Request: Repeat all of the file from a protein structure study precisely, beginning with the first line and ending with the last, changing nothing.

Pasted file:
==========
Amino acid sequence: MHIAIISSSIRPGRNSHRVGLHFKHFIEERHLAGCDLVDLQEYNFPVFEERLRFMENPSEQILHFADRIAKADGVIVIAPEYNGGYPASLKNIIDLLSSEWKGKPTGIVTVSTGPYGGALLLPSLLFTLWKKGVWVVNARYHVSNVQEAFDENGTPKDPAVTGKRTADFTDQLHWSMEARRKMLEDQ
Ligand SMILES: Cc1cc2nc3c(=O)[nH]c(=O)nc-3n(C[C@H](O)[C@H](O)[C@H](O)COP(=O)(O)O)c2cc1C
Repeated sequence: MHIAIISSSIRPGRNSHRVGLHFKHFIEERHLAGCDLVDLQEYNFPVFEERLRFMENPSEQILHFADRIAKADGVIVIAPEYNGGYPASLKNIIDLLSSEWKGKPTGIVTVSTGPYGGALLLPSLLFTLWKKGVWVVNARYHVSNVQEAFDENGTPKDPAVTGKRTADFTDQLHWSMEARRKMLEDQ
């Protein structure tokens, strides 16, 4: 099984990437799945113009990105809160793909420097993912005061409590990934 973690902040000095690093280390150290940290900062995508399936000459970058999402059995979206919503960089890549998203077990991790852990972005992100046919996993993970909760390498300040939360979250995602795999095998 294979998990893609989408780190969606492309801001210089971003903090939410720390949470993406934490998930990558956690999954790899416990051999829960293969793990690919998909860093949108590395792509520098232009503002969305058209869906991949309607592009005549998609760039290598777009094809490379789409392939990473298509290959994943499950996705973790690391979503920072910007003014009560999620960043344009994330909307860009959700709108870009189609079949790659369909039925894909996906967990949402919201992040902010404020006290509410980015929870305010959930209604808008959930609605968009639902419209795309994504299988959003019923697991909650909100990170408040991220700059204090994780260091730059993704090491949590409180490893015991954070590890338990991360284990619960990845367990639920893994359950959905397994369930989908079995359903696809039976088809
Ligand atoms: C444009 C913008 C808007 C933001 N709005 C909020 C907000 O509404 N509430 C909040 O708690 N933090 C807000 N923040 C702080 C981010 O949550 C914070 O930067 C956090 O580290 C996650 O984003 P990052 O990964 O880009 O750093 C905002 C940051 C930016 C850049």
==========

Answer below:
Amino acid sequence: MHIAIISSSIRPGRNSHRVGLHFKHFIEERHLAGCDLVDLQEYNFPVFEERLRFMENPSEQILHFADRIAKADGVIVIAPEYNGGYPASLKNIIDLLSSEWKGKPTGIVTVSTGPYGGALLLPSLLFTLWKKGVWVVNARYHVSNVQEAFDENGTPKDPAVTGKRTADFTDQLHWSMEARRKMLEDQ
Ligand SMILES: Cc1cc2nc3c(=O)[nH]c(=O)nc-3n(C[C@H](O)[C@H](O)[C@H](O)COP(=O)(O)O)c2cc1C
Repeated sequence: MHIAIISSSIRPGRNSHRVGLHFKHFIEERHLAGCDLVDLQEYNFPVFEERLRFMENPSEQILHFADRIAKADGVIVIAPEYNGGYPASLKNIIDLLSSEWKGKPTGIVTVSTGPYGGALLLPSLLFTLWKKGVWVVNARYHVSNVQEAFDENGTPKDPAVTGKRTADFTDQLHWSMEARRKMLEDQ
């Protein structure tokens, strides 16, 4: 099984990437799945113009990105809160793909420097993912005061409590990934 973690902040000095690093280390150290940290900062995508399936000459970058999402059995979206919503960089890549998203077990991790852990972005992100046919996993993970909760390498300040939360979250995602795999095998 294979998990893609989408780190969606492309801001210089971003903090939410720390949470993406934490998930990558956690999954790899416990051999829960293969793990690919998909860093949108590395792509520098232009503002969305058209869906991949309607592009005549998609760039290598777009094809490379789409392939990473298509290959994943499950996705973790690391979503920072910007003014009560999620960043344009994330909307860009959700709108870009189609079949790659369909039925894909996906967990949402919201992040902010404020006290509410980015929870305010959930209604808008959930609605968009639902419209795309994504299988959003019923697991909650909100990170408040991220700059204090994780260091730059993704090491949590409180490893015991954070590890338990991360284990619960990845367990639920893994359950959905397994369930989908079995359903696809039976088809
Ligand atoms: C444009 C913008 C808007 C933001 N709005 C909020 C907000 O509404 N509430 C909040 O708690 N933090 C807000 N923040 C702080 C981010 O949550 C914070 O930067 C956090 O580290 C996650 O984003 P990052 O990964 O880009 O750093 C905002 C940051 C930016 C850049």